Speaking of something never happening, Ramin Karimloo was telling me about his very first night on as the Phantom. At the end of Act I, the Phantom gets angry at Christine, yells “Go!” and (as we all know) the chandelier crashes to the stage (accompanied by a scary violin scale) and Christine, who is the target, runs off in terror. Well, Ramin was in “the angel” (a set piece that rises) right before that moment and his foot got caught in it as it was rising! He was able to pull his foot out, but it messed up the mechanical sensors onstage and therefore the chandler safety lock stayed engaged. So when he yelled, “Go!” the chandelier didn’t crash to the stage. Or move at all. It simply stayed above the audience. Regardless, the scary violin music played, Christine ran off in fright (from what?), and the audience was left perplexed. I’m sure no one noticed. After all, when people think of Phantom, they don’t think of the chandelier crashing to the stage, right? Right? #Refund. (Don’t forget: Ramin and I are doing three shows together in London on October 5 and 6!
Jenna Russell told us about how she became disillusioned with musical theater in the ’90s but then she did a show featuring the music of Jason Robert Brown, Adam Guettel, and Michael John LaChiusa and fell in love with all three composers and the theatre again. She told a theater company she was dying to do Jason Robert Brown’s Songs For a New World and they agreed to do it. Even though it’s an ensemble piece, she was being treated as the star as per the poster. They did a photo shoot with her on top of a building, facing forward, wind in her hair, looking towards a future with some trepidation but enormous excitement. Finally, rehearsals were about to begin. She was on the bus to the first day of said rehearsals when her mobile phone rang. It was her agent telling her she got a TV show. Yay! But, wait….did it conflict with Songs For a New World? Yes. How much of the run did it conflict with? All of it. WHAT?! She told her agent she was on her way to rehearsal at that very moment, and he told her that she had to tell them she couldn’t do the show. Seriously! So, she had to walk into the rehearsal room, see everybody’s smiling faces and, before they did the happy greetings and group hug, say, “Um….I can’t do the show.” She was mortified! The end of the story is, she eventually wound up doing Songs for a New World ten years later (with Cynthia Erivo!) and the TV show lasted for three years so it was worth devastating everyone/it.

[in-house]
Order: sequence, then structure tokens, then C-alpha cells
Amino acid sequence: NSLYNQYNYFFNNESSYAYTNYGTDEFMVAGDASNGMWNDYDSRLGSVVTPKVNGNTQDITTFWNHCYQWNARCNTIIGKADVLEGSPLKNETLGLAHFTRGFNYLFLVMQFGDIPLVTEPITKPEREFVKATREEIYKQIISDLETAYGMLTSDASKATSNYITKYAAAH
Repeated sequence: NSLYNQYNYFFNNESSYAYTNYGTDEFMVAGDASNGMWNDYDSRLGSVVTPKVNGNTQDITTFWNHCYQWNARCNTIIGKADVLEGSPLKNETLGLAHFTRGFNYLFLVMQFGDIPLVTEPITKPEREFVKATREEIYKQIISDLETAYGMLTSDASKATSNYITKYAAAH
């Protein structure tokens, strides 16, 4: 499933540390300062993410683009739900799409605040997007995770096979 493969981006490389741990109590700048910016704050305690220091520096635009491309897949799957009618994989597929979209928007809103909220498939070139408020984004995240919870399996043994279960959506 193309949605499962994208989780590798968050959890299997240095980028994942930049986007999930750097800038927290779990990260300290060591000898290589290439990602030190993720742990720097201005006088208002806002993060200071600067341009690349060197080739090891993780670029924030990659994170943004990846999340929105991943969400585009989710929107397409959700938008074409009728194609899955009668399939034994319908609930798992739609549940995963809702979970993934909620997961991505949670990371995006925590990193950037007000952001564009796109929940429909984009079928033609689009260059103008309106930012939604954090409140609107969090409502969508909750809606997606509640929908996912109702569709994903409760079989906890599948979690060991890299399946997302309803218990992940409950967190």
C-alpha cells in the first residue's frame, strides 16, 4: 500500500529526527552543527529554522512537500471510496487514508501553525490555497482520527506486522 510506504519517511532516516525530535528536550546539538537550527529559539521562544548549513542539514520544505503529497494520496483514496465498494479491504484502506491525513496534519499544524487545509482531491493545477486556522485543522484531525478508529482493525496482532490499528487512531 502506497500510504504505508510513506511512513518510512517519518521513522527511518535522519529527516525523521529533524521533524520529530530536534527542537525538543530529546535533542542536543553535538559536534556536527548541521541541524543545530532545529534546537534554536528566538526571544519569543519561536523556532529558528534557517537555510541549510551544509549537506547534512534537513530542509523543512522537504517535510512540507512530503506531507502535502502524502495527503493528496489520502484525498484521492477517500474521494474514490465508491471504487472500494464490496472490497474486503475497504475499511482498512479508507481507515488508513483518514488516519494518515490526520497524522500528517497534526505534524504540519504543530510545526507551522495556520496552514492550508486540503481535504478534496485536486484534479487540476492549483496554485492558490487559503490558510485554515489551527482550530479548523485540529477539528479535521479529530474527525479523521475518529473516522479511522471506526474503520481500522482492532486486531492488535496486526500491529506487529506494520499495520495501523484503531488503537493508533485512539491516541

And finally, in New York news, back in the ’60s the amazing duo of Steve Lawrence and Eydie Gorme starred on Broadway in Golden Rainbow. Well, on Tuesday night, their son David Lawrence (who’s a big time Hollywood musician) and Tony Award winner Debbie (Shapiro) Gravitte will be performing a concert version of the show at 54 Below! Tix here: https://54below.com/events/54-sings-golden-rainbow/
Listen how great the score is (and how great they were)
Then watch how bizarre the title song was when they performed on the Tony Awards. Things to note: The ladies are in sexy outfits, but they’re not actually showing skin. They’re covered in skin-type fabric. Too risqué? And please take a gander at the ubiquitous male featured dancer doing sassy head bobs in a red sequined halter top. ASAP! Then peace out